Atacama Crossing 2014
I walked into the foyer of the Hotel San Pedro at lunchtime on Friday the 3rd of October. I knew the race organisers had arranged for each competitor to share a hotel room, but I wasn’t sure who I was sharing with. I was told by the receptionist that my roommate had already checked in and was in the room. I was absolutely thrilled when I walked in the room to discover Cat Simpson – the girl I had meet a week earlier in the Square in San Pedro.
We chatted like school girls whilst Cat reluctantly sewed nationality patches onto her water proof jacket and I desperately tried to shave a hundred grams off the weight of my pack – deliberating whether I could afford to pack that extra pair of underwear.
Soon it was lights out and I spent a restless night worrying over mandatory gear checks and before I knew it, it was 9:00 am – time for the race briefing. I knew I should have been listening to what the organisers were saying, but instead I was looking around at the other competitors. Everyone looked so fit. Yeah, yeah yeah, follow the pink tape, but look at these people! They’ve got muscles on muscles and no fat! Why oh why do I have such an obsession with cake?
Then it was time to tip out all our gear on the floor and check it off piece by piece to make sure we had all the mandatory gear. Dave was the volunteer who was checking off both me and Cat. I noticed his accent straight away and yelled “Aussie!” Little did I know at that point in time what a great source of support Aussie Dave would turn out to be over the course of the next week. At this point in time however, I was happy to get Dave’s tick of approval to start the race.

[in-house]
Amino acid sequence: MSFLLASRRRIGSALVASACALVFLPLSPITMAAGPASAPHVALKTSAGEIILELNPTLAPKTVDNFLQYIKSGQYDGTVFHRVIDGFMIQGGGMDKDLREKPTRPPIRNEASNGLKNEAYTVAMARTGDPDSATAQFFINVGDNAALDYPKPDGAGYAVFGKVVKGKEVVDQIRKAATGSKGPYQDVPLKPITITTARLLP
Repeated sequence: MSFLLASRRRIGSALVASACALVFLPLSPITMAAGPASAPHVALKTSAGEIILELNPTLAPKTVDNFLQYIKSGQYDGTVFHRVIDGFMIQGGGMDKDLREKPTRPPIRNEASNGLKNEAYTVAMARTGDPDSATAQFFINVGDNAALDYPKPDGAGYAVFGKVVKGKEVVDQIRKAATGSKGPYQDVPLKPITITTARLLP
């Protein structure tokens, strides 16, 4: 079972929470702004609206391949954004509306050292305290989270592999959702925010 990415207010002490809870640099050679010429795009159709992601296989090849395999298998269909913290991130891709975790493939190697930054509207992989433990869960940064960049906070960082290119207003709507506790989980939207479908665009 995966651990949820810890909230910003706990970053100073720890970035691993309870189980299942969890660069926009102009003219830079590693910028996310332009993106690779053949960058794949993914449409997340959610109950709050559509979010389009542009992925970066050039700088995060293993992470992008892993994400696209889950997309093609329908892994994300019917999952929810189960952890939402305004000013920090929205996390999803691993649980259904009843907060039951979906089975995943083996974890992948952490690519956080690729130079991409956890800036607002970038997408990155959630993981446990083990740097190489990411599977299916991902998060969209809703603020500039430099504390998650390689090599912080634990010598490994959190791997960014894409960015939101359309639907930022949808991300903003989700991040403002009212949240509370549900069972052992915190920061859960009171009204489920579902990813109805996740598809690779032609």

Before the competitor check in was over though, I had to weigh in my pack. This pack had everything I would need for the next week: food, sleeping gear, clothing and mandatory safety gear. It clocked in at 8kg without water. I was happy with that. I dashed back to the hotel room to grab an extra pair of undies and my eyeliner – 100g well spent.
Later that afternoon the buses arrived to take us out into the desert for our first night of camp. We drove further and further out into what felt like the middle of nowhere and I wondered how the hell the bus drivers were managing on roads that were clearly meant for four wheel drives.
Suddenly we were there. The big yellow sign ‘Atacama Crossing’ welcomed us in to camp. We found our assigned tents and suddenly, everything became very real. Cat and I moved in to Tent 3 and introduced ourselves to our comrades. Ten people in each tent. Ten people who were to become family over the course of the next week.
Of course, there was Cat, the humble Londoner who had been happy to plod along on a training run with me earlier in the week, not once letting on what a phenomenal runner she is. I knew Cat and I would get along when I saw her Instagram account was full of photos of crazy cats and stray dogs. I could never have imagined just what a huge source of support, inspiration, friendship and laughs she would turn out to be.